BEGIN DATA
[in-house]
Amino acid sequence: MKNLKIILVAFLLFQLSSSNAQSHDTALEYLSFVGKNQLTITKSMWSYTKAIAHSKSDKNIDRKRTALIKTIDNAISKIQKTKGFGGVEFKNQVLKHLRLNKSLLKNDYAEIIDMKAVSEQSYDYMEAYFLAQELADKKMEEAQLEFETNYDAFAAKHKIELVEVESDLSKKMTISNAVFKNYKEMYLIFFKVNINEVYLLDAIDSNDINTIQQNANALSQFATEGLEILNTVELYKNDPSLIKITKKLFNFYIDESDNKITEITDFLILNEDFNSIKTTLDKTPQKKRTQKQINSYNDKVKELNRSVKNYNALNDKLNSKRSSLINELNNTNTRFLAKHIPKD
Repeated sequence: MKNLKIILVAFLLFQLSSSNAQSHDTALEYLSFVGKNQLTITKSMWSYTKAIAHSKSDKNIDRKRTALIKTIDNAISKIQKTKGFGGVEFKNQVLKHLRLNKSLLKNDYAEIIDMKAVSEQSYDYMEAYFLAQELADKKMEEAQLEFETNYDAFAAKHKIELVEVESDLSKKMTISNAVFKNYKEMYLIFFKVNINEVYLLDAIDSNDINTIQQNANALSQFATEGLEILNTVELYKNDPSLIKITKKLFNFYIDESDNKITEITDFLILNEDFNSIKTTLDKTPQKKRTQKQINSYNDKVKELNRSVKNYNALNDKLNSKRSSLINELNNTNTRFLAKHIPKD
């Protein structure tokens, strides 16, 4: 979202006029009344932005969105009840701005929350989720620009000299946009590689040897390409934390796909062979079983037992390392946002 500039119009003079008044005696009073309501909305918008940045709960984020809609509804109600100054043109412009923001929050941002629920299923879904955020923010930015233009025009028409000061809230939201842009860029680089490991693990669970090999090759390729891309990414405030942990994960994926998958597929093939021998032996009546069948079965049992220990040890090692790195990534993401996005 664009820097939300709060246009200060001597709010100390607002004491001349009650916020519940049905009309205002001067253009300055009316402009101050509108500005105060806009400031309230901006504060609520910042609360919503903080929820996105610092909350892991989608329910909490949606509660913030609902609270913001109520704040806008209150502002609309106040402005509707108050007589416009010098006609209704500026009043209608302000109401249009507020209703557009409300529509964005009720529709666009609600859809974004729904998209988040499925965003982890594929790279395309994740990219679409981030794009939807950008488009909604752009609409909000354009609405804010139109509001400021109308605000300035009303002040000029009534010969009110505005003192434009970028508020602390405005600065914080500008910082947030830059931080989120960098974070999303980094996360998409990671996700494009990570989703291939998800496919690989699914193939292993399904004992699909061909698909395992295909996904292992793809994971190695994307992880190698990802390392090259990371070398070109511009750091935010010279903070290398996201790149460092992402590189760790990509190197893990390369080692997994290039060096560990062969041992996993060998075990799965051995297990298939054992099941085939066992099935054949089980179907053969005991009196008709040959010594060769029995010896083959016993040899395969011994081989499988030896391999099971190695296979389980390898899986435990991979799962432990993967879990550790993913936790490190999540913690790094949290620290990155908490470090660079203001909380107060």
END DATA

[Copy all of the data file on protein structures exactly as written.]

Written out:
[in-house]
Amino acid sequence: MKNLKIILVAFLLFQLSSSNAQSHDTALEYLSFVGKNQLTITKSMWSYTKAIAHSKSDKNIDRKRTALIKTIDNAISKIQKTKGFGGVEFKNQVLKHLRLNKSLLKNDYAEIIDMKAVSEQSYDYMEAYFLAQELADKKMEEAQLEFETNYDAFAAKHKIELVEVESDLSKKMTISNAVFKNYKEMYLIFFKVNINEVYLLDAIDSNDINTIQQNANALSQFATEGLEILNTVELYKNDPSLIKITKKLFNFYIDESDNKITEITDFLILNEDFNSIKTTLDKTPQKKRTQKQINSYNDKVKELNRSVKNYNALNDKLNSKRSSLINELNNTNTRFLAKHIPKD
Repeated sequence: MKNLKIILVAFLLFQLSSSNAQSHDTALEYLSFVGKNQLTITKSMWSYTKAIAHSKSDKNIDRKRTALIKTIDNAISKIQKTKGFGGVEFKNQVLKHLRLNKSLLKNDYAEIIDMKAVSEQSYDYMEAYFLAQELADKKMEEAQLEFETNYDAFAAKHKIELVEVESDLSKKMTISNAVFKNYKEMYLIFFKVNINEVYLLDAIDSNDINTIQQNANALSQFATEGLEILNTVELYKNDPSLIKITKKLFNFYIDESDNKITEITDFLILNEDFNSIKTTLDKTPQKKRTQKQINSYNDKVKELNRSVKNYNALNDKLNSKRSSLINELNNTNTRFLAKHIPKD
């Protein structure tokens, strides 16, 4: 979202006029009344932005969105009840701005929350989720620009000299946009590689040897390409934390796909062979079983037992390392946002 500039119009003079008044005696009073309501909305918008940045709960984020809609509804109600100054043109412009923001929050941002629920299923879904955020923010930015233009025009028409000061809230939201842009860029680089490991693990669970090999090759390729891309990414405030942990994960994926998958597929093939021998032996009546069948079965049992220990040890090692790195990534993401996005 664009820097939300709060246009200060001597709010100390607002004491001349009650916020519940049905009309205002001067253009300055009316402009101050509108500005105060806009400031309230901006504060609520910042609360919503903080929820996105610092909350892991989608329910909490949606509660913030609902609270913001109520704040806008209150502002609309106040402005509707108050007589416009010098006609209704500026009043209608302000109401249009507020209703557009409300529509964005009720529709666009609600859809974004729904998209988040499925965003982890594929790279395309994740990219679409981030794009939807950008488009909604752009609409909000354009609405804010139109509001400021109308605000300035009303002040000029009534010969009110505005003192434009970028508020602390405005600065914080500008910082947030830059931080989120960098974070999303980094996360998409990671996700494009990570989703291939998800496919690989699914193939292993399904004992699909061909698909395992295909996904292992793809994971190695994307992880190698990802390392090259990371070398070109511009750091935010010279903070290398996201790149460092992402590189760790990509190197893990390369080692997994290039060096560990062969041992996993060998075990799965051995297990298939054992099941085939066992099935054949089980179907053969005991009196008709040959010594060769029995010896083959016993040899395969011994081989499988030896391999099971190695296979389980390898899986435990991979799962432990993967879990550790993913936790490190999540913690790094949290620290990155908490470090660079203001909380107060």